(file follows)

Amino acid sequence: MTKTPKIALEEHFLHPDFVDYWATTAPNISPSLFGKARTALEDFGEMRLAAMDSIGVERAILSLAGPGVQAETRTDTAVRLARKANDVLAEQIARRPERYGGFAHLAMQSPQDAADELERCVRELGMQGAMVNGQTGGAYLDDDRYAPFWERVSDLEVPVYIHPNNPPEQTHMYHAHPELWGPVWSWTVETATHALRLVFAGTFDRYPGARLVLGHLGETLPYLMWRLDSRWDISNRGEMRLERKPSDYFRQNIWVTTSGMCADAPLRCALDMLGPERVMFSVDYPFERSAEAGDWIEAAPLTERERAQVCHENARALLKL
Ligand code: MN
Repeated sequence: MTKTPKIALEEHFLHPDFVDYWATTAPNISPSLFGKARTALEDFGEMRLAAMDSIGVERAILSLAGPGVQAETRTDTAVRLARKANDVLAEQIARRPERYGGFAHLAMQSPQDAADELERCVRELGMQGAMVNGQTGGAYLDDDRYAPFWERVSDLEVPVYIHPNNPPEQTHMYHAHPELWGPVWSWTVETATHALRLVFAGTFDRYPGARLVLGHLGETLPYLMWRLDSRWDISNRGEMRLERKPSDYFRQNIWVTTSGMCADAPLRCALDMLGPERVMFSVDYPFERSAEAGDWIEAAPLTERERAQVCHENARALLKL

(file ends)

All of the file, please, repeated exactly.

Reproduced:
Amino acid sequence: MTKTPKIALEEHFLHPDFVDYWATTAPNISPSLFGKARTALEDFGEMRLAAMDSIGVERAILSLAGPGVQAETRTDTAVRLARKANDVLAEQIARRPERYGGFAHLAMQSPQDAADELERCVRELGMQGAMVNGQTGGAYLDDDRYAPFWERVSDLEVPVYIHPNNPPEQTHMYHAHPELWGPVWSWTVETATHALRLVFAGTFDRYPGARLVLGHLGETLPYLMWRLDSRWDISNRGEMRLERKPSDYFRQNIWVTTSGMCADAPLRCALDMLGPERVMFSVDYPFERSAEAGDWIEAAPLTERERAQVCHENARALLKL
Ligand code: MN
Repeated sequence: MTKTPKIALEEHFLHPDFVDYWATTAPNISPSLFGKARTALEDFGEMRLAAMDSIGVERAILSLAGPGVQAETRTDTAVRLARKANDVLAEQIARRPERYGGFAHLAMQSPQDAADELERCVRELGMQGAMVNGQTGGAYLDDDRYAPFWERVSDLEVPVYIHPNNPPEQTHMYHAHPELWGPVWSWTVETATHALRLVFAGTFDRYPGARLVLGHLGETLPYLMWRLDSRWDISNRGEMRLERKPSDYFRQNIWVTTSGMCADAPLRCALDMLGPERVMFSVDYPFERSAEAGDWIEAAPLTERERAQVCHENARALLKL